Remembering “people’s leader” Surin Pitsuwan

  • Surin Pitsuwan used his style of diplomacy and exceptional leadership to put ASEAN on the world stage.

Trying to describe someone like Dr. Surin Pitsuwan has never been easy.  You can call him a great diplomat, an ASEAN spokesman, a visionary or a great orator, and yet you know you still don’t give a full picture of this towering figure.

Surin, a former foreign minister and ASEAN secretary general, passed away in November last year of a heart attack.  His premature death shocked people across the ASEAN countries and beyond.

A group of people who worked with him or knew him intimately gathered  yesterday to remember his contributions and achievements. “Surin Pitsuwan and ASEAN: A Tribute” was the tile of the public forum organized jointly by the Institute of Security and International Studies (ISIS) and the Moroccan Embassy in Bangkok at Chulalongkorn University.

They were of the same voice that Surin’s role and his contributions to the region and the world makes it difficult to describe him in few words.  But one thing that they agreed on is that it was Surin who, through the sheer power of his style of diplomacy, commitment, eloquence and exceptional leadership,  was instrumental in raising ASEAN’s profile internationally.  His five-year stint as secretary general of ASEAN was one that was marked by dynamic and visionary leadership.

Dr. Supachai Panitchpakdi, a former director of the World Trade Organization, described Surin as a truly “global diplomat” who was able to bulldoze through difficult situations with his diplomatic finesse and determination  “Dr. Surin acquired strength for ASEAN by making friends with the world,” he said.

Supachai recalled that it was Surin who helped break the impasse over the appointment of the WTO director as Thailand and New Zealand were deadlocked in the contest for the position in 1999.   As foreign minister, Surin successfully manoeuvred to have the two countries share the term.

It was Surin’s role in spearheading ASEAN’s help to Cyclone Nargis survivors in the military-run Myanmar in 2008 that all speakers agreed highlighted his leadership and his humanitarian commitment.  Surin played a crucial role in getting ASEAN to work with the United Nations to coordinate supplies and aid contributed by international agencies.  It was the first time that ASEAN countries joined hands in disaster relief.

Dr. Noeleen Heyzer, a former UN under-secretary general, described Surin as a “people’s leader” and a “great humanitarian diplomat” .  She said by getting Myanmar to allow ASEAN to help with the Nargis disaster relief, Surin took a crucial step in bringing the military junta out of isolation, paving the way for the country to move toward democracy.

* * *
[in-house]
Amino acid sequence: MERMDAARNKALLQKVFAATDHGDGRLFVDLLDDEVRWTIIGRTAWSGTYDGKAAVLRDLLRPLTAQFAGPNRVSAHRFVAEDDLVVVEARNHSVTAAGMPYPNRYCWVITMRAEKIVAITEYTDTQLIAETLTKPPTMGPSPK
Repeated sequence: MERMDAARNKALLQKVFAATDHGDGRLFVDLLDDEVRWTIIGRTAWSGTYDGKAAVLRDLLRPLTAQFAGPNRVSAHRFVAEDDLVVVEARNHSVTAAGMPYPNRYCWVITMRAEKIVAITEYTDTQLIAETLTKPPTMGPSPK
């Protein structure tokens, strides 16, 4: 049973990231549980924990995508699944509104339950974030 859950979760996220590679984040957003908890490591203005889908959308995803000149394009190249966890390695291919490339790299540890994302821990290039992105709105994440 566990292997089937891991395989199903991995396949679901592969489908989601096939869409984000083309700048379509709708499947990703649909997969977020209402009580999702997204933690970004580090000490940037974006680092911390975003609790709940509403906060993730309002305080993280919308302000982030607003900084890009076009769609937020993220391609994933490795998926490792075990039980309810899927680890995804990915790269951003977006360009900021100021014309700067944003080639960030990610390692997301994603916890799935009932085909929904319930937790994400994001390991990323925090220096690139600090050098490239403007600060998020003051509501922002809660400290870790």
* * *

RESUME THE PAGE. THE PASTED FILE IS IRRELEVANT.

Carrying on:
She said Surin was also passionate about education, especiallly for children.   “Surin always said that the future of ASEAN doesn’t rest with governments and their meetings.  Its future depends on every child,” she said.

Dr. Suchit Bunbongkarn, chairperson of ISIS Thailand board, recalled that when Surin’s name came up as a candidate for the ASEAN secretary general in 2007, there were dissenting voices.  “Not because he was not qualified but because he was overqualified,” Suchit said.

But Suchit said if the ASEAN member countries then were serious about having someone to reinvigorate the ASEAN Secretariat in Jakarta, Surin was definitely the man.  And Surin certainly did not disappoint anyone.

Surin was earlier touted as a possible candidate to succeed Kofi Annan as UN secretary general but because of domestic politics at the time, the Thaksin government chose not to endorse him.

Ong Keng Yong, a former ASEAN secretary general, said it was a loss for UN by not having someone as visionary and capable as Surin at its helm.  “But UN loss was ASEAN’s gain,” he said.

Surin passed away as he had made known his intention to re-enter politics by planning to run in the next Bangkok governor election.  Because of his personality and achievements, Surin had always been touted as a potential candidate for premiership but somehow even his own Democrat Party didn’t seem to openly embrace him.

“He was probably too good for Thailand,”  quipped Thitinan  Pongsudhirak, director of ISIS Thailand.

But Surin will also be remembered for his wits and sense of humour.  Those who know him admitted that they could be easily caught off guard with his ability to turn serious matters into humour with grace.   As Thailand and Cambodia were going at each over the Phra Vihear temple dispute in 2011, Supachai recalled how Surin managed to put a humorous spin on it.

“Surin thought there was an irony to this conflict. He then said Phra Vihear dispute is a conflict between two Buddhist states over a Hindu temple and now they are inviting Muslims for help,” Supachai said, referring to the invitation for Indonesia, a Muslim country, to be a ceasefire observer.

Abdelilah El Housni, the Moroccan ambassador to Thailand, praised Surin for his intellectual leadership and for his role in pushing for Thai Embassy to be set up in Morocco in 1994.